Costly Asset-Price Boom/Bust Cycles A.1
Property-Price, Equity-Price, and Credit-Gap Indicators A.2
Macroprudential Regulation A.3
Granular Foundations and Network Measures:
The Default Intensity Model B.1
Network Analysis and Systemic Financial Linkages B.2
Simulating a Credit Scenario B.3
Simulating a Credit-and-Funding-Shock Scenario B.4
Granger-Causality Networks B.5
Bank Funding Risk and Shock Transmission B.6
Mark-to-Market Accounting and Liquidity Pricing B.7
Forward-Looking Risk Measures:
Contingent Claims Analysis C.1
Mahalanobis Distance C.2
The Option iPoD C.3
Multivariate Density Estimators C.4
Simulating the Housing Sector C.5
Consumer Credit C.6
Principal Components Analysis C.7
Stress-Test Measures:
GDP Stress Tests D.1
Lessons from the SCAP D.2
A 10-by-10-by-10 Approach D.3
Cross-Sectional Measures:
CoVaR E.1
Distressed Insurance Premium E.2
Co-Risk E.3
Marginal and Systemic Expected Shortfall E.4
Measures of Illiquidity and Insolvency:
Risk Topography F.1
The Leverage Cycle F.2
Noise as Information for Illiquidity F.3
Crowded Trades in Currency Funds F.4
Equity Market Illiquidity F.5
Serial Correlation and Illiquidity in Hedge Fund Returns F.6
Broader Hedge-Fund-Based Systemic Risk Measures F.7
Table 1: Taxonomy of systemic risk measures by data requirements.

A Survey of Systemic Risk Analytics
Dimitrios Bisias†, Mark Flood‡, Andrew W. Lo§, Stavros Valavanis¶

This Draft: January 5, 2012

We provide a survey of 31 quantitative measures of systemic risk in the economics and finance literature, chosen to span key themes and issues in systemic risk measurement and management. We motivate these measures from the supervisory, research, and data perspectives in the main text, and present concise definitions of each risk measure—including required inputs, expected outputs, and data requirements—in an extensive appendix. To encourage experimentation and innovation among as broad an audience as possible, we have developed open-source Matlab code for most of the analytics surveyed, which can be accessed through the Office of Financial Research (OFR) at http://www.treasury.gov/ofr.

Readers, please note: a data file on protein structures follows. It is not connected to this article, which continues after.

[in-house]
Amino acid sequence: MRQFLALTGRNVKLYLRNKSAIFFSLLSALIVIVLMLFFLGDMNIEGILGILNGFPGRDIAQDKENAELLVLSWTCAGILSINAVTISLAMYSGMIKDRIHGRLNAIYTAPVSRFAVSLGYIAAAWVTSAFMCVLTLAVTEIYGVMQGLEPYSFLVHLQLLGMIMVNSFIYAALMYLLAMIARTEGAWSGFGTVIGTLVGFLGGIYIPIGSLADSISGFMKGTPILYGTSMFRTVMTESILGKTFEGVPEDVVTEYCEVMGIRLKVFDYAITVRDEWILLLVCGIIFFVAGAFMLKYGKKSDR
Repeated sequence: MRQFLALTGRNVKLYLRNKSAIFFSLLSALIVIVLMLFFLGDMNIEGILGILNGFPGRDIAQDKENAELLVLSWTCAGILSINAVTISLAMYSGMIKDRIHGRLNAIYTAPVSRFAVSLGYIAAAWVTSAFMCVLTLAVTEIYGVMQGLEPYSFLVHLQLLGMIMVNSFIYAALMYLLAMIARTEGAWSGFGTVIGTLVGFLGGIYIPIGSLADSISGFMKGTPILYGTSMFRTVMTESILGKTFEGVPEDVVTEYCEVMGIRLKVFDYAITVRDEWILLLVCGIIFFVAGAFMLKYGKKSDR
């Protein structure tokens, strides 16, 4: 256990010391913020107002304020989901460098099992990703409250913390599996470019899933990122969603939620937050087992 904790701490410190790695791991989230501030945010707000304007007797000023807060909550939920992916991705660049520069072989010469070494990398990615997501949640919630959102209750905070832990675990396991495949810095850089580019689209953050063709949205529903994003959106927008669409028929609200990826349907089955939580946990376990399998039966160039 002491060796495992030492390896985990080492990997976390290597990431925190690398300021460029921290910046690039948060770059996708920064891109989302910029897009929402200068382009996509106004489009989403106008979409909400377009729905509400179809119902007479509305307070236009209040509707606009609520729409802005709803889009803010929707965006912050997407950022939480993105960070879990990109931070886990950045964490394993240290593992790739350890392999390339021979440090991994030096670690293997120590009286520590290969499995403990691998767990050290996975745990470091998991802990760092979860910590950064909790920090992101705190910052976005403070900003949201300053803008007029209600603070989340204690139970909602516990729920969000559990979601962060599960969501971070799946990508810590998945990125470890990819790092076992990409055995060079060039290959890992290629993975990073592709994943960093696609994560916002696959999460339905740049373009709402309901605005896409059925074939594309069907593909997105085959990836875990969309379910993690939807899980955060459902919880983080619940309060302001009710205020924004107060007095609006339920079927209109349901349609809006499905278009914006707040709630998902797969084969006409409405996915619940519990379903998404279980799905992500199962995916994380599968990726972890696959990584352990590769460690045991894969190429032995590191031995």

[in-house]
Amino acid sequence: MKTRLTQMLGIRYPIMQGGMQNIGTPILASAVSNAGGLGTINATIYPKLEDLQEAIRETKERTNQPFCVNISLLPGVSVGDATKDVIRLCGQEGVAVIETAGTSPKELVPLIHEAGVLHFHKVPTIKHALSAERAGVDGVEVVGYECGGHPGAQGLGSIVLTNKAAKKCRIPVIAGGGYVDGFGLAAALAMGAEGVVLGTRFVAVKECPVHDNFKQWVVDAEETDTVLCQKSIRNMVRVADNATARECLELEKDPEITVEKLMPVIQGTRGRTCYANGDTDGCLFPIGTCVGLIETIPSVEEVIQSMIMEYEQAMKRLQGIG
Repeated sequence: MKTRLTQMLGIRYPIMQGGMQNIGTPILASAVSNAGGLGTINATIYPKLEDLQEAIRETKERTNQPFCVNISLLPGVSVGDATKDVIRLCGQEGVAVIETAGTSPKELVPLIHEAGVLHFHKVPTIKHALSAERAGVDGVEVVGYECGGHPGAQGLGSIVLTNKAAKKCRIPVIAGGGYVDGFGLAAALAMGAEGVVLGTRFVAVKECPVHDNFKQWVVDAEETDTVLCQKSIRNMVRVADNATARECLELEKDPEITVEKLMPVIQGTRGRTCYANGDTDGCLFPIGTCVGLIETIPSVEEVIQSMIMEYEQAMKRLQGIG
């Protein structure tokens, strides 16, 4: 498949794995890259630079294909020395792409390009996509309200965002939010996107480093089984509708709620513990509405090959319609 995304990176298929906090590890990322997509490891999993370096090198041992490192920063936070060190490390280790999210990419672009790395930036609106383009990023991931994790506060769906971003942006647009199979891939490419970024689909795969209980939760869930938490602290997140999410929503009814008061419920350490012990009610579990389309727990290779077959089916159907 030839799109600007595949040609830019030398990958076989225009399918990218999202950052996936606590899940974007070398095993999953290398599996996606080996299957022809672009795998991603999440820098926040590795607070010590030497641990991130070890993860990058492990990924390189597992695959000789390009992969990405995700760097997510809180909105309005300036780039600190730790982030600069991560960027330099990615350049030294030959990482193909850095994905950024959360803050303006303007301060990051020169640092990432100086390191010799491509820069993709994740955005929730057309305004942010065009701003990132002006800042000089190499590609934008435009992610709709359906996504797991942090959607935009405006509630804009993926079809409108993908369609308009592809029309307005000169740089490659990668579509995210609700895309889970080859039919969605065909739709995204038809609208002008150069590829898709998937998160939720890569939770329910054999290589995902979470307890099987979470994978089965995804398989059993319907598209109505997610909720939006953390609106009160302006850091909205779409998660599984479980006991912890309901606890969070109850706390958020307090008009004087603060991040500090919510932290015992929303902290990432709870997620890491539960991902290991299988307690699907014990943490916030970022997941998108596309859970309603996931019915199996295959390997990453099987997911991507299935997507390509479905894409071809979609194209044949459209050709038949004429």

Keywords: Systemic Risk; Financial Institutions; Liquidity; Financial Crises; Risk Management

JEL Classification: G12, G29, C51

[-] 1 points by Middleaged (5140) 1 year ago

Among its many provisions, the Dodd-Frank Act established the Financial Stability Oversight Council (FSOC) and the Office of Financial Research (OFR) to address the concern that policymakers and investors lacked sufficient data to anticipate emerging threats to financial stability or assess how shocks to one financial firm could impact the system as a whole. Specifically, the FSOC is charged with three primary purposes:1


Below data or narrative relates mostly to Government Financial Risk that is mostly related to debt and loans to Main Street

"...To help support the FSOC’s mission, the OFR is tasked with improving the quality of financial data available to policymakers and with facilitating more robust and sophisticated analyses of the financial system..."

"...In that context, most discussions about systemic risk and the need for additional monitoring and data collection have focused on private-sector financial institutions. U.S. federal government is the world’s largest ... banker, rule-maker, and regulator—arguably represents a major source of systemic risk. The government’s counterparties and creditors assume that they will be shielded from losses by taxpayers, and hence it is subject to little market discipline, less transparent, lightly scrutinized. This paper makes the case that the government is a significant source of systemic risk, and hence that it falls under the mandate of the FSOC and OFR to monitor and study it. ...some of the mechanisms by the OFR through its data initiatives and analysis could help to mitigate the risks that are identified..."

"...3.4 Inadequate supervision The Federal Reserve, as the systemic risk regulator for private financial institutions, has three major tools: disclosure requirements, supervision and regulation, and setting capital standards. It uses none of those tools, however, to control risks arising from government financial institutions..."

[-] 1 points by Middleaged (5140) 1 year ago